Variegate Porphyria

What else is it called?

  • Porphyria variegate 
  • VP 
  • Porphyria, South African type 
  • Protoporphyrinogen oxidase deficiency 
  • PPOX deficiency  

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What causes it?

VP is caused by mutations (changes) in the PPOX gene. This gene is responsible for making an enzyme called protoporphyrinogen oxidase. Mutations in the PPOX gene reduce the activity of that enzyme which allows a compound called porphyrin precursors to build up in the body.  

These compounds are formed during normal production of heme protein, but reduced activity of protoporphyrinogen oxidase allows them to build up to toxic levels.  

The acute attacks associated with this condition can be brought on by several different factors including certain medication, hormonal changes in the body, alcohol, dieting and other factors that have not been identified.  

How common is it?

 The condition is estimated to occur in 1 in 100,000 individuals in European populations. The disorder is most prevalent in South Africa in individuals of Dutch ancestry. This is due to a founder effect which is when a small isolated population of settlers expands over several generations and causes a high prevalence of a genetic trait.  

Most individuals with VP in South Africa carry the same PPOX mutation and are ancestors of a Dutch settler from the late 1600s. The prevalence of VP in South Africa amongst Caucasians is estimated to be 1 to 3 in 1,000 individuals.  

What are the signs and symptoms?

Symptoms of VP can vary from patient to patient. The most common symptoms are skin symptoms and neurological symptoms or both. Symptoms usually start in adulthood.  

Skin symptoms are linked to sun sensitivity and individuals with VP may develop: 

  • Blisters  
  • Sores  
  • Discoloration after sun exposure  

Neurological symptoms are related to acute attacks. These attacks may occur after taking certain medications, hormonal changes, dieting or alcohol. For some individuals with VP the exact cause for an attack may be unknown. During an attack of VP symptoms include: 

  • Abdominal pain  
  • Nausea  
  • Vomiting  
  • Constipation  
  • Diarrhoea  
  • Muscle weakness 
  • Seizures  
  • Increased heart rate  
  • Increased blood pressure 

Attacks can vary in length from a few days to weeks. Most symptoms go away quickly after an attack however, some symptoms such as muscle weakness can take months to get better.  

Hepatocellular carcinoma (type of cancer that starts in the liver) has been reported as a rare complication of VP.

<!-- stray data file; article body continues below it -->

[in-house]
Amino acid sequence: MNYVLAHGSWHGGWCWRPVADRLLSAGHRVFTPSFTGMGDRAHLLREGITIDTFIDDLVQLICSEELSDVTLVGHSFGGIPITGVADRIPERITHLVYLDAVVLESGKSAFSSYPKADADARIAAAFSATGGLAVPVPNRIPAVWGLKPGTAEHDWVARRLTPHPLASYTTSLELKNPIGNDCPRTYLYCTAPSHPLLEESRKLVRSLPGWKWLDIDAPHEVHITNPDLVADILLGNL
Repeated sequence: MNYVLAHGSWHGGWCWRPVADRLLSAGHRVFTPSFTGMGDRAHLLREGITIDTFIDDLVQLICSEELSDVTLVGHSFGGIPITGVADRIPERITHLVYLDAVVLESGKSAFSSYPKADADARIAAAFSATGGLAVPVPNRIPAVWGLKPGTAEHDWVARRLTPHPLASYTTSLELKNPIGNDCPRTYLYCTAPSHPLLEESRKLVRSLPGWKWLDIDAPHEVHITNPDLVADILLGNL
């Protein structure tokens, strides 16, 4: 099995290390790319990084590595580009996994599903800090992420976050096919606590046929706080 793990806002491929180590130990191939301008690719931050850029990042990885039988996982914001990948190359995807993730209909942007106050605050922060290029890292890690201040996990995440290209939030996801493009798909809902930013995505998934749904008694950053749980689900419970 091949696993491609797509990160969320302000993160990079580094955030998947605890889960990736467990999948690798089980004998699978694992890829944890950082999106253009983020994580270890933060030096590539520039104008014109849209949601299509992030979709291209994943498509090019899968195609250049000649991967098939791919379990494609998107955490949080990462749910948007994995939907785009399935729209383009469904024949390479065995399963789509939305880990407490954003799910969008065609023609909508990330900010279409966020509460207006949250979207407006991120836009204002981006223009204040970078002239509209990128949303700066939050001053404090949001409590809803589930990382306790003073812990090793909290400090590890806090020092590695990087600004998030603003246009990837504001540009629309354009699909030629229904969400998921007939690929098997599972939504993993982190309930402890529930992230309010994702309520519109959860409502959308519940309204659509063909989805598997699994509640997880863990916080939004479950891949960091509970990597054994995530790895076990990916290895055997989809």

Individuals with VP are also at risk to develop kidney disease.  

How is it diagnosed?

A diagnosis of VP starts with different tests including urine, stool and blood tests. The diagnosis is made by finding an excess of the compounds, coproporphyrin in the urine and both coproporphyrin and protoporphyrin in the stool. 

Genetic testing of the PPOX gene can be used to confirm the diagnosis.  

Can it be treated?

Hospitalization is often necessary to help manage the pain and other neurological symptoms during acute attacks. Medications are also given for pain nausea and vomiting, and close observation is necessary. Mild attacks can be managed by giving the patient large amounts of glucose of other carbohydrates. Please not that any dietary changes require a specialist dieticians’ advice and monitoring. More severe attacks can be treated with hemin which is an injection of the heme protein and will help stop the attack.  

The prognosis for individuals with VP can vary based on the severity of symptoms. With early diagnosis and proper treatment, the condition is rarely life threatening and is unlikely to get worse with time. That being said, people with VP are at an increased risk for liver cancer and kidney disease.  

Do my family need to be tested?

VP is an inherited condition. Humans have chromosomes made up of DNA. Genes are pieces of DNA that carry the genetic information. Each chromosome may have several thousand genes. We inherit chromosomes from the egg of the mother and sperm of the father. The genes on those chromosomes carry the instructions that determine a person’s characteristics, which are a combination of the parents. 

The pattern of inheritance of VP is autosomal dominant. This means that one copy of the altered gene in each cell is enough to cause the disorder. A person affected by an autosomal dominant disorder such as VP has a 50% chance of passing the mutated gene to each child. There is also a 50% chance that the child will not inherit the mutated gene.  

Genetic counselling can be requested to get a full explanation. 

Relevant Organisations


References are available on request. Please contact Helen Morris by phoning 0845 241 2173 or emailing [Resource Library No: AAP002]. 

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